Middle Class Savings Rates – Waiting to Win The Retirement Lottery?

Find out what you need to do to make funding your retirement more than a game of chance.
Our articles, research studies, tools, and reviews maintain strict editorial integrity; however, we may be compensated when you click on or are approved for offers from our partners.


Are you waiting to win the retirement lottery?

According to a new survey by investment firm Wells Fargo & Co., middle class Americans are woefully behind on saving for retirement. The approach is so lax that a Wells Fargo representative described it as essentially waiting for a miraculous event, like winning a lottery, to bail out retirement funding.

The important thing to remember about lotteries is that the vast majority of people who enter them never win. You’re going to need a better plan for your retirement.

Disturbing commentary on savings rates

The Wells Fargo survey underscores the simple truth that on average, people’s savings accounts and savings rates for retirement just are not adequate enough to fund their retirement plans.

The survey found that middle class Americans think they need $300,000 to fund their retirements, but on average have saved only $20,000 for retirement. Even survey respondents in the 50 to 59 age group had saved an average of only $29,000.

It’s disturbing enough that people are so far behind in funding their retirement. What makes the result of this survey even more disturbing is that $300,000 sounds like an awfully low target to fund a middle-class income throughout retirement.

Taking action

Here are things you can do to get your retirement savings on track:

  • Use a retirement calculator to set retirement targets. Don’t guess. Use a retirement calculator to figure out how much money you will need in retirement, and how much you’ll need to save each year to reach that target. In fact, since retirement calculators use different methodologies, you might want to try two or three and average the results.
  • Adjust your savings rates to market realities. Retirement calculators will generally ask you to enter an assumed investment return. With the stock market shaky, bond yields low, and interest rates on savings accounts even lower, in order to be realistic you should enter a pretty modest assumed rate of return. It’s your personal savings rates, not market returns, that will have to do the heavy lifting toward building your retirement fund.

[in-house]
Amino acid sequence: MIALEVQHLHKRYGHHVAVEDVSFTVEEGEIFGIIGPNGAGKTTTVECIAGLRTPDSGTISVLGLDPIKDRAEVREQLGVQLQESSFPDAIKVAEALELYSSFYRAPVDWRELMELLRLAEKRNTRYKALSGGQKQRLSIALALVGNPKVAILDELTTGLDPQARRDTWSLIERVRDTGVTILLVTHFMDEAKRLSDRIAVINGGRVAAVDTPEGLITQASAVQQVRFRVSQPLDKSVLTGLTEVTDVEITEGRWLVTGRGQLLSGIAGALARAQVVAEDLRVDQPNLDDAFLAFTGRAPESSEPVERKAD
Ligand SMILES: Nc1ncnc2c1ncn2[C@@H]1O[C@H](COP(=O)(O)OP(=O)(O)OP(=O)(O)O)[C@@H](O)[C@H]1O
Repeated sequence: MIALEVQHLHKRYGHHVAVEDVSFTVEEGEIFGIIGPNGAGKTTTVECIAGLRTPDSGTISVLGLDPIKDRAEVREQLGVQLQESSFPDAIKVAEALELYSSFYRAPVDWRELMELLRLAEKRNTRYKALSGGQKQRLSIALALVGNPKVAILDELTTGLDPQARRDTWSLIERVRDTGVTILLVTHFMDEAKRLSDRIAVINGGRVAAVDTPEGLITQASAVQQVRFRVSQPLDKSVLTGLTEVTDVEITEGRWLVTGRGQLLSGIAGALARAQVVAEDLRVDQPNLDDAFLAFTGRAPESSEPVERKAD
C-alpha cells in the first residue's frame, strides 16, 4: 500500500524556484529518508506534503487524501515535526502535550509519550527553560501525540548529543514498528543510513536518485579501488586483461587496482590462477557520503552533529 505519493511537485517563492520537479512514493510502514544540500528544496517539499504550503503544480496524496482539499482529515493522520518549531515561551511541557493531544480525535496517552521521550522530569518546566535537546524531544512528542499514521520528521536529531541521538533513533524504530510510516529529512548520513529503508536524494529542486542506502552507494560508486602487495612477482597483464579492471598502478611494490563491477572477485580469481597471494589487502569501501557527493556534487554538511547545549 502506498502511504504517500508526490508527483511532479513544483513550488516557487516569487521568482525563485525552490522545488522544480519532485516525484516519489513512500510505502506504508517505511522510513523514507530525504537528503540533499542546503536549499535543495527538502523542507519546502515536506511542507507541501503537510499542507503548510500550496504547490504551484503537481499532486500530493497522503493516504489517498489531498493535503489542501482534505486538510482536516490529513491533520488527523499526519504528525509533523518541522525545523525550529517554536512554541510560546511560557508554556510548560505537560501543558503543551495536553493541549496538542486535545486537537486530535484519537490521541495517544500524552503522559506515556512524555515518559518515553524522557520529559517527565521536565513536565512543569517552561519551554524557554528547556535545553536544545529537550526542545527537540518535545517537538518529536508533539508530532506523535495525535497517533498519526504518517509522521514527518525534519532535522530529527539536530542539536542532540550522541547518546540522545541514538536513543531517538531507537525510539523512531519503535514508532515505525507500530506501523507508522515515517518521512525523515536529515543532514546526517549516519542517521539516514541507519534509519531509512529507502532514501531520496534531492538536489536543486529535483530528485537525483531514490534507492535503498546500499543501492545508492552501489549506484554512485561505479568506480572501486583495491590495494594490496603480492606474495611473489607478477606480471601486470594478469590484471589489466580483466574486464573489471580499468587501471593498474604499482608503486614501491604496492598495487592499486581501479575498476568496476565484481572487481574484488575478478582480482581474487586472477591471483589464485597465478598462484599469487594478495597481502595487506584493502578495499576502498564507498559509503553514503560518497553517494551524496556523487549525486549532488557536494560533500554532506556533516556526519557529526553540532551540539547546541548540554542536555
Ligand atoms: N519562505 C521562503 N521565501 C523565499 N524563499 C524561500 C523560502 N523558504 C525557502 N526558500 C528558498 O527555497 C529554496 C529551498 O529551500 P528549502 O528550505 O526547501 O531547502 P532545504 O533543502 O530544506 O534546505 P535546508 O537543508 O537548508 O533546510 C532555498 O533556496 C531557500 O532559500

• Don’t beg, borrow, or steal money from your retirement savings. A common, terrible mistake people make is that as they see their retirement nest egg start to build in size, they assume it is okay to let other priorities take precedence. After all, the thinking goes, that money won’t be needed for years, so it won’t hurt to hold off contributing for a year, or even borrow against the retirement fund, to pay for some immediate purchase. This is how people fall behind in retirement saving. You have to view your nest egg as 100 percent off limits, and that includes not straying from the savings rates you’ve calculated are necessary to meet your retirement target.
  • Check your assumptions and progress every year. One of the challenges of retirement planning is that there are so many variables. You need to recheck your assumptions every year, measure your progress towards your target, and reset your savings rates to make sure you are on track.

Face it: the chances are always going to be stacked heavily against you winning any kind of lottery. Fortunately, with retirement savings, you can take steps to rely on yourself rather than on luck.

About Author
Richard Barrington has been a Senior Financial Analyst for MoneyRates. He has appeared on Fox Business News and NPR, and has been quoted by the Wall Street Journal, the New York Times, USA Today, CNBC and many other publications. Richard has over 30 years of experience in financial services. He has earned the Chartered Financial Analyst (CFA) designation from the Association of Investment Management and Research (now the “CFA Institute”).